Former Gov. Robert Bentley was a one-time Medicaid expansion opponent. However, since leaving office in 2017, Bentley has changed his stance.

During an interview with Mobile radio FM Talk 106.5, Bentley reiterated his support for Medicaid expansion and questioned legislators who opposed it for fiscal reasons.

"Lawmakers are just passive," Bentley said. "They're going to do things that they think please a minority of people because a majority of people in this state would like to see Medicaid expanded. Now, we were against it originally, primarily because we were fighting the Affordable Care Act. We were the only ones left to fight the Affordable Care Act. And one of the things we did was not expand Medicaid, and we did not create state-based exchanges. That's how we fought it.

"But there is no reason now that they could not do it. I mean, if they can put $400 million in prison building, of money that is coming from the federal government that was supposed to go to reimbursement related to the COVID – you know, they ought to be using that money on health care. It's not just Medicaid that needs to be expanded. We need a comprehensive plan in this state to take some of the rural hospitals and make them into top-notch emergency centers to take care of automobile wrecks, heart attack victims, things like this, and send those patients to tertiary centers like Mobile, Birmingham, Montgomery or wherever they need to be closest to. But you could create an organization that would help the whole state if you wanted to.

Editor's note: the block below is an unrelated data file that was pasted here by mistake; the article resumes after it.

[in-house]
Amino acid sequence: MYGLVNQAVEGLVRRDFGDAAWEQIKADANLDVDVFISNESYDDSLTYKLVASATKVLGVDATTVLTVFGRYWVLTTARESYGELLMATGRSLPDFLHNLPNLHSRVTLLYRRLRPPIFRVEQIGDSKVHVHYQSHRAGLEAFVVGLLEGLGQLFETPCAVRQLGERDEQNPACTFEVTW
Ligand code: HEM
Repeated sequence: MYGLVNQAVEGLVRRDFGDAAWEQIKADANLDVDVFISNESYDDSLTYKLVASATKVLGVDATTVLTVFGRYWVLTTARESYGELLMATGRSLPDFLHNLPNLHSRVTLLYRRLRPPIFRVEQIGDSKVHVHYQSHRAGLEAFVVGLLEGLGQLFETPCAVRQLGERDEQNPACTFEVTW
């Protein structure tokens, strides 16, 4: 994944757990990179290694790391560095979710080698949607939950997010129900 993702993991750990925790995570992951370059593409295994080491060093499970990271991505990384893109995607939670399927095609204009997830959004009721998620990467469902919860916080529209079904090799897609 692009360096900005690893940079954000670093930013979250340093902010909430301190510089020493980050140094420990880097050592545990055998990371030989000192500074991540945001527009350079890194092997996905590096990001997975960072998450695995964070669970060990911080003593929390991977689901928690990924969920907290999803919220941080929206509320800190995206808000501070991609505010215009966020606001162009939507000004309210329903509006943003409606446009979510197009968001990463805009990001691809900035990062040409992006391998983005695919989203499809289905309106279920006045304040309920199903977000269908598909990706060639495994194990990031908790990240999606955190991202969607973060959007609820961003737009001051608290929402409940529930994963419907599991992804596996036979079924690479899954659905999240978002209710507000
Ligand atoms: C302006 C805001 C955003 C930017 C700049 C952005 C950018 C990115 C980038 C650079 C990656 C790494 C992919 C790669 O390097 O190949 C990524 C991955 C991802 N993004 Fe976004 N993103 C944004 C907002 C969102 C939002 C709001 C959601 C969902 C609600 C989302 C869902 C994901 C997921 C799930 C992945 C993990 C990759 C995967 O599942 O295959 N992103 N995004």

"It's just a matter of wanting to govern and get things accomplished," he added. "And nowadays, we don't have anybody down there that really wants to do anything."

Earlier this month, former State Sen. Trip Pittman (R-Fairhope) warned of proration if the state moved to expand Medicaid roles. However, Bentley said there are mechanisms to prevent proration.

"When we were in office, one of the things that we did – we had to have more money into the general fund," Bentley explained. "We saw this coming – we saw the fact people were going to shop online, so what we did is we took 75% of the use taxes, and those are taxes that are for online sales taxes, and we put that into the general fund. And now the general fund is just booming with money. And [it] is because of what we did in 2014 and 2015. So, we're not going into proration because of that. We've got enough money. That's not a problem – I mean, it's a problem always, but we've got enough money to do what we need to do."

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